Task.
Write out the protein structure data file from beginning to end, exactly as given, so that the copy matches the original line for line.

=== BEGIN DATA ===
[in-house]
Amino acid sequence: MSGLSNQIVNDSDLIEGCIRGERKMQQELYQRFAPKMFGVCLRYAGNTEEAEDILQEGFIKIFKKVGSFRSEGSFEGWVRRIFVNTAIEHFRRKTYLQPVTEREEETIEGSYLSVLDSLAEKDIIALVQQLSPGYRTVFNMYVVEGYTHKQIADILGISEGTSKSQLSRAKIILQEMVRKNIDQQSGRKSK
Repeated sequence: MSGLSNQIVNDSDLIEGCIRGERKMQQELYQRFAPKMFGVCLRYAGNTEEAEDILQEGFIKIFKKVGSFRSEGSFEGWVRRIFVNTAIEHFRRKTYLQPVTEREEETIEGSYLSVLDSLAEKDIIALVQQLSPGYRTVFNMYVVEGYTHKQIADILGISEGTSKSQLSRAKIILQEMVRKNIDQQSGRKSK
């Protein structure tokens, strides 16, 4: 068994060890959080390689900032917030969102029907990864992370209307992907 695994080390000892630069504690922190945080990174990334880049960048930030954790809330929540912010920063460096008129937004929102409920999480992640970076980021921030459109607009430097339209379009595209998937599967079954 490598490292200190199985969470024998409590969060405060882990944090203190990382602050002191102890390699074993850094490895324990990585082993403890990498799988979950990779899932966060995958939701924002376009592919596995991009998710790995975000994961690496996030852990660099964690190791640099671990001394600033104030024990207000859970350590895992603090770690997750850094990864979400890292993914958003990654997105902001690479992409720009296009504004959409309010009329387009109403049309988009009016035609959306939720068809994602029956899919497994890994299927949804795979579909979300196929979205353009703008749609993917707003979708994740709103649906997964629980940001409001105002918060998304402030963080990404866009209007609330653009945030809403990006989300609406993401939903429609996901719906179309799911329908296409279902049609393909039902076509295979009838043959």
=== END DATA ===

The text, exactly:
[in-house]
Amino acid sequence: MSGLSNQIVNDSDLIEGCIRGERKMQQELYQRFAPKMFGVCLRYAGNTEEAEDILQEGFIKIFKKVGSFRSEGSFEGWVRRIFVNTAIEHFRRKTYLQPVTEREEETIEGSYLSVLDSLAEKDIIALVQQLSPGYRTVFNMYVVEGYTHKQIADILGISEGTSKSQLSRAKIILQEMVRKNIDQQSGRKSK
Repeated sequence: MSGLSNQIVNDSDLIEGCIRGERKMQQELYQRFAPKMFGVCLRYAGNTEEAEDILQEGFIKIFKKVGSFRSEGSFEGWVRRIFVNTAIEHFRRKTYLQPVTEREEETIEGSYLSVLDSLAEKDIIALVQQLSPGYRTVFNMYVVEGYTHKQIADILGISEGTSKSQLSRAKIILQEMVRKNIDQQSGRKSK
């Protein structure tokens, strides 16, 4: 068994060890959080390689900032917030969102029907990864992370209307992907 695994080390000892630069504690922190945080990174990334880049960048930030954790809330929540912010920063460096008129937004929102409920999480992640970076980021921030459109607009430097339209379009595209998937599967079954 490598490292200190199985969470024998409590969060405060882990944090203190990382602050002191102890390699074993850094490895324990990585082993403890990498799988979950990779899932966060995958939701924002376009592919596995991009998710790995975000994961690496996030852990660099964690190791640099671990001394600033104030024990207000859970350590895992603090770690997750850094990864979400890292993914958003990654997105902001690479992409720009296009504004959409309010009329387009109403049309988009009016035609959306939720068809994602029956899919497994890994299927949804795979579909979300196929979205353009703008749609993917707003979708994740709103649906997964629980940001409001105002918060998304402030963080990404866009209007609330653009945030809403990006989300609406993401939903429609996901719906179309799911329908296409279902049609393909039902076509295979009838043959």